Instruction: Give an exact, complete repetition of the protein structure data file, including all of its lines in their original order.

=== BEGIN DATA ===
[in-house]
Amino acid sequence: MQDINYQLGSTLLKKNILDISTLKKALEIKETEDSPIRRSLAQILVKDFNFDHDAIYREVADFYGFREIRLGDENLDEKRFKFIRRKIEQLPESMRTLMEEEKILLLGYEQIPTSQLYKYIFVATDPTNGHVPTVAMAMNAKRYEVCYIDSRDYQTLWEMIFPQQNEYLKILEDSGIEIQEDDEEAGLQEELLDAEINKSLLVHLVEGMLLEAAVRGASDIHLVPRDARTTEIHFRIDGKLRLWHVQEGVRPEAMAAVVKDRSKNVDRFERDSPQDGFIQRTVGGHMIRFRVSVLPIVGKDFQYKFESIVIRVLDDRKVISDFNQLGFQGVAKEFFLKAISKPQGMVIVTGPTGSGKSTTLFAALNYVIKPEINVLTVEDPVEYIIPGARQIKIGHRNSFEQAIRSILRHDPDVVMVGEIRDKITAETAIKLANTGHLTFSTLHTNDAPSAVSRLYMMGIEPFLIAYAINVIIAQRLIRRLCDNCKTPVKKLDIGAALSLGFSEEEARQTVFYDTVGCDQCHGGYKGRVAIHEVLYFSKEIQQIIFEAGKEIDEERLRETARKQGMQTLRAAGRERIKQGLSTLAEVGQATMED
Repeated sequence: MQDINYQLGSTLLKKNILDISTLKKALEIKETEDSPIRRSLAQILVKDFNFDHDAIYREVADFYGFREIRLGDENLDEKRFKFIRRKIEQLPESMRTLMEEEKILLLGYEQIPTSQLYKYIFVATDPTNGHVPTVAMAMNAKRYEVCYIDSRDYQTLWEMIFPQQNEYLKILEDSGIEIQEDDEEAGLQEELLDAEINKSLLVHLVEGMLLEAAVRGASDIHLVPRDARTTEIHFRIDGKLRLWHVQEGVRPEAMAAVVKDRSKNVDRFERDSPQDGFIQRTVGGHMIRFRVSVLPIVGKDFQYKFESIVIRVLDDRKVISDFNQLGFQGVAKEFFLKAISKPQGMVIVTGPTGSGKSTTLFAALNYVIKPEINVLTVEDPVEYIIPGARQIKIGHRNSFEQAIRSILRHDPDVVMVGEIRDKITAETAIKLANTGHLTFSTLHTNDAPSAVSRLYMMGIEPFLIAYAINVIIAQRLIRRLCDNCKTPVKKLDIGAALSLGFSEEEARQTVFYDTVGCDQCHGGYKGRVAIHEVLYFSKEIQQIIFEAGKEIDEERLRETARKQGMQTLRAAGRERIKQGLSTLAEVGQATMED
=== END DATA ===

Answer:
[in-house]
Amino acid sequence: MQDINYQLGSTLLKKNILDISTLKKALEIKETEDSPIRRSLAQILVKDFNFDHDAIYREVADFYGFREIRLGDENLDEKRFKFIRRKIEQLPESMRTLMEEEKILLLGYEQIPTSQLYKYIFVATDPTNGHVPTVAMAMNAKRYEVCYIDSRDYQTLWEMIFPQQNEYLKILEDSGIEIQEDDEEAGLQEELLDAEINKSLLVHLVEGMLLEAAVRGASDIHLVPRDARTTEIHFRIDGKLRLWHVQEGVRPEAMAAVVKDRSKNVDRFERDSPQDGFIQRTVGGHMIRFRVSVLPIVGKDFQYKFESIVIRVLDDRKVISDFNQLGFQGVAKEFFLKAISKPQGMVIVTGPTGSGKSTTLFAALNYVIKPEINVLTVEDPVEYIIPGARQIKIGHRNSFEQAIRSILRHDPDVVMVGEIRDKITAETAIKLANTGHLTFSTLHTNDAPSAVSRLYMMGIEPFLIAYAINVIIAQRLIRRLCDNCKTPVKKLDIGAALSLGFSEEEARQTVFYDTVGCDQCHGGYKGRVAIHEVLYFSKEIQQIIFEAGKEIDEERLRETARKQGMQTLRAAGRERIKQGLSTLAEVGQATMED
Repeated sequence: MQDINYQLGSTLLKKNILDISTLKKALEIKETEDSPIRRSLAQILVKDFNFDHDAIYREVADFYGFREIRLGDENLDEKRFKFIRRKIEQLPESMRTLMEEEKILLLGYEQIPTSQLYKYIFVATDPTNGHVPTVAMAMNAKRYEVCYIDSRDYQTLWEMIFPQQNEYLKILEDSGIEIQEDDEEAGLQEELLDAEINKSLLVHLVEGMLLEAAVRGASDIHLVPRDARTTEIHFRIDGKLRLWHVQEGVRPEAMAAVVKDRSKNVDRFERDSPQDGFIQRTVGGHMIRFRVSVLPIVGKDFQYKFESIVIRVLDDRKVISDFNQLGFQGVAKEFFLKAISKPQGMVIVTGPTGSGKSTTLFAALNYVIKPEINVLTVEDPVEYIIPGARQIKIGHRNSFEQAIRSILRHDPDVVMVGEIRDKITAETAIKLANTGHLTFSTLHTNDAPSAVSRLYMMGIEPFLIAYAINVIIAQRLIRRLCDNCKTPVKKLDIGAALSLGFSEEEARQTVFYDTVGCDQCHGGYKGRVAIHEVLYFSKEIQQIIFEAGKEIDEERLRETARKQGMQTLRAAGRERIKQGLSTLAEVGQATMED